Date Approved

5-2-2007

Embargo Period

3-30-2016

Document Type

Thesis

Degree Name

M.A. in Learning Disabilities

Department

Interdisciplinary and Inclusive Education

College

College of Education

First Advisor

Urban, Stanley

Subject(s)

Learning disabled children; Special education schools

Disciplines

Disability and Equity in Education

Abstract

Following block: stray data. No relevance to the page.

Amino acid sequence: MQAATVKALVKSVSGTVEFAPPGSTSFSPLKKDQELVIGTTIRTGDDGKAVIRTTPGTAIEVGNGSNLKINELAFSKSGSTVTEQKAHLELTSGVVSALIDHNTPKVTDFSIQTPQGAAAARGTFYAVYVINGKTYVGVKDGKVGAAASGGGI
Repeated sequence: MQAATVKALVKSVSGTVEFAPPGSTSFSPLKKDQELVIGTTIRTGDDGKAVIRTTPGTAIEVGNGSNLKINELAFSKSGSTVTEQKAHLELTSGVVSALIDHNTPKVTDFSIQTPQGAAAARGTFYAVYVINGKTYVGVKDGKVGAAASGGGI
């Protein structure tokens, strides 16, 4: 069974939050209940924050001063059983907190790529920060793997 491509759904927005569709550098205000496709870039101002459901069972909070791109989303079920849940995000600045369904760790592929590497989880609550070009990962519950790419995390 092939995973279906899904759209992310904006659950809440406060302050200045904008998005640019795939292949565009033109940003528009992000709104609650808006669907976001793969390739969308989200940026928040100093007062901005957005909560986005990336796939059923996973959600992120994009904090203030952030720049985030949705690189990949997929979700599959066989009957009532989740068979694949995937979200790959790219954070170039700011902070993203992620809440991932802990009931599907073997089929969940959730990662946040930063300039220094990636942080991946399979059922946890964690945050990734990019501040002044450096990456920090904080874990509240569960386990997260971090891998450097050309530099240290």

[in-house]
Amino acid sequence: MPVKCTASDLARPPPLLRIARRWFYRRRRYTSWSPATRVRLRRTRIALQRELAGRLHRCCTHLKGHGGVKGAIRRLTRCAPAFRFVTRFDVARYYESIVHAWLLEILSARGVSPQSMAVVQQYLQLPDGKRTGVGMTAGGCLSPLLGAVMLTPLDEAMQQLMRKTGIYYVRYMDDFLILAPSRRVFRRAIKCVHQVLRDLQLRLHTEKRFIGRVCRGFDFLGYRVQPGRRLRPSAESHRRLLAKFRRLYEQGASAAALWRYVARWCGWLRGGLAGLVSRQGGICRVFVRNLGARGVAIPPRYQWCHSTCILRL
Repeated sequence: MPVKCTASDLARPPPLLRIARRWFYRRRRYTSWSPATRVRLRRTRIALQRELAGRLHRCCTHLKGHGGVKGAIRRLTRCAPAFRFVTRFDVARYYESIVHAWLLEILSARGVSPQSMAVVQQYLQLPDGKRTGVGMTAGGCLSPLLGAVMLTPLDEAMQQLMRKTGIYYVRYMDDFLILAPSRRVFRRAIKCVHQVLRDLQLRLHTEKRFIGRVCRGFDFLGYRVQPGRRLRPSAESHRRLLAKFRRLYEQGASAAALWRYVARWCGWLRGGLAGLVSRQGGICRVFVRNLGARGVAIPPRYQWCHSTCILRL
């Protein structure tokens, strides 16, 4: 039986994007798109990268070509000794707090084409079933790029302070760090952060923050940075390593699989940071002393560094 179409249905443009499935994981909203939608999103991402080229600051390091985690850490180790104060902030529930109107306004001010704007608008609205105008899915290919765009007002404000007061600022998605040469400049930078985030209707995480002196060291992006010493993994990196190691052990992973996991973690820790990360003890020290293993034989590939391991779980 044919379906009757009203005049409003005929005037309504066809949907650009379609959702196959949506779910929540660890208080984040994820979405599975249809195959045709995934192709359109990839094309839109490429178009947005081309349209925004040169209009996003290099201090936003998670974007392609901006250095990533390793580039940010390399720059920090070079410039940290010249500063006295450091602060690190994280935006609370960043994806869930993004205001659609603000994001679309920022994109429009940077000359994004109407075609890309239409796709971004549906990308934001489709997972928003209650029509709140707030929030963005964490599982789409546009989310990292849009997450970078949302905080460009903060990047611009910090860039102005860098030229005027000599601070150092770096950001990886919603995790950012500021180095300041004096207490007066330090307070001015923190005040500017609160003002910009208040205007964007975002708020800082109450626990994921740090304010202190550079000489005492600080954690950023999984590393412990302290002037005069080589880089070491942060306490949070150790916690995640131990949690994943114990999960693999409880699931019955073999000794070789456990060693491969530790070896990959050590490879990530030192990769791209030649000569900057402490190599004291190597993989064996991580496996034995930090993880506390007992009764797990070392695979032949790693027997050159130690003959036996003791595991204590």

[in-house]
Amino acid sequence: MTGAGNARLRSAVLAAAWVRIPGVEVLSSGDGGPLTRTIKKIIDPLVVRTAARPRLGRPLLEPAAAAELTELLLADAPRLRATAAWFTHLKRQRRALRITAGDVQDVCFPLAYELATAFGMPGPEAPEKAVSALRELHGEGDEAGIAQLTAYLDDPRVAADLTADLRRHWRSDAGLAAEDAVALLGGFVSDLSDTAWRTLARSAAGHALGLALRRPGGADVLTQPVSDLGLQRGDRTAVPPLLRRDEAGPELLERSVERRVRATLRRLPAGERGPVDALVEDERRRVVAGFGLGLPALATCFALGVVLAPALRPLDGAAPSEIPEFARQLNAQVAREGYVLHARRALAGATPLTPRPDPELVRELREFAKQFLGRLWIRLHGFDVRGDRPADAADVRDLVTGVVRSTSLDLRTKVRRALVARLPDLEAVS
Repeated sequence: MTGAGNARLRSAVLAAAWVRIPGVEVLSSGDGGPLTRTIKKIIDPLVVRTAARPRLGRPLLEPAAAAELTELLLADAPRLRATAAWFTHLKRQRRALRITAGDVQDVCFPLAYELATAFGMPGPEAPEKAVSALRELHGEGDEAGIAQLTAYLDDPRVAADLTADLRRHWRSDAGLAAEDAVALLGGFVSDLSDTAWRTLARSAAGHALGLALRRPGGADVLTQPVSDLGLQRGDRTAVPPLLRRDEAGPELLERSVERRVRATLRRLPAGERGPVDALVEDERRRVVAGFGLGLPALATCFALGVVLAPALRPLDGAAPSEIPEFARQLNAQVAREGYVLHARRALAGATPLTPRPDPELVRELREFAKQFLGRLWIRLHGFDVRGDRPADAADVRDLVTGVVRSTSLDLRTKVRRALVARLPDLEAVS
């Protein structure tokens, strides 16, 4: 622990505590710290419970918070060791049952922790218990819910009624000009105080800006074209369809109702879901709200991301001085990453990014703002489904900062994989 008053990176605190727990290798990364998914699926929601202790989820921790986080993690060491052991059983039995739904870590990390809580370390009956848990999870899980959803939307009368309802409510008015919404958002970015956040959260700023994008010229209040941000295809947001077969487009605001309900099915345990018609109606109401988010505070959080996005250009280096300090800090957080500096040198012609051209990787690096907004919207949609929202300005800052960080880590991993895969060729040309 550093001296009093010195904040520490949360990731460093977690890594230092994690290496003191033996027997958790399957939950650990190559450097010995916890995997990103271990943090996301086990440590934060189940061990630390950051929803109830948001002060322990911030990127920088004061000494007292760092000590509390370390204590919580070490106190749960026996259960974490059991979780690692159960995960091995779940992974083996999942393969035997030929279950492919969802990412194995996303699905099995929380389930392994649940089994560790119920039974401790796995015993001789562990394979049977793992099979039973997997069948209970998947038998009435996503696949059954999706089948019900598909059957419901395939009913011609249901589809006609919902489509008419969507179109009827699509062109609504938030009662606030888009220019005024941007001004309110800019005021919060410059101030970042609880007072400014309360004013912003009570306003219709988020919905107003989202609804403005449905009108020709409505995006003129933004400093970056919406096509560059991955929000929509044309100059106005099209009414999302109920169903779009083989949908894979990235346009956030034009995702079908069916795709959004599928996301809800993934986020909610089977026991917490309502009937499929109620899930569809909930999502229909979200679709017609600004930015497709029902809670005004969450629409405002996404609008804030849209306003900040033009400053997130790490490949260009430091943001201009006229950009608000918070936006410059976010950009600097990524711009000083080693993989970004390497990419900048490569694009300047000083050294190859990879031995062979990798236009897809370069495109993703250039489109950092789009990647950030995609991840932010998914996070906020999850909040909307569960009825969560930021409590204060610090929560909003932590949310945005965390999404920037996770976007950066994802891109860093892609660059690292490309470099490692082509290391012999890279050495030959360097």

"An individual's self-concept is the core of his personality. It affects every aspect of human behavior: the ability to learn, the capacity to grow and change. A strong positive self-image is the best possible preparation for success in life" (Brothers, date unknown). The following paper addressed the three competencies of self-concept in students with learning disabilities: academic, physical and social. The construct of self-concept was compared in students with learning disabilities in a self-contained versus inclusive classroom environment, The author supported the findings through research contained in academic and professional journals and quantitative data gathered from the completion of the Piers-Harris Children's Self-Concept Scale, 2nd Edition, by students in grades 2 through 8, ages 7-15. Forty-two participants with learning disabilities in both self-contained and inclusive classroom environments participated in the study. Analysis using ANOVA, t-tests and content analysis of all data quantified and described how students with learning disabilities view their self-concept in a private day school for special needs versus students in an inclusive public school classroom. The results of the study showed that there were no significant differences between the participants in the study and the normative samples enrolled in inclusive public school classrooms.

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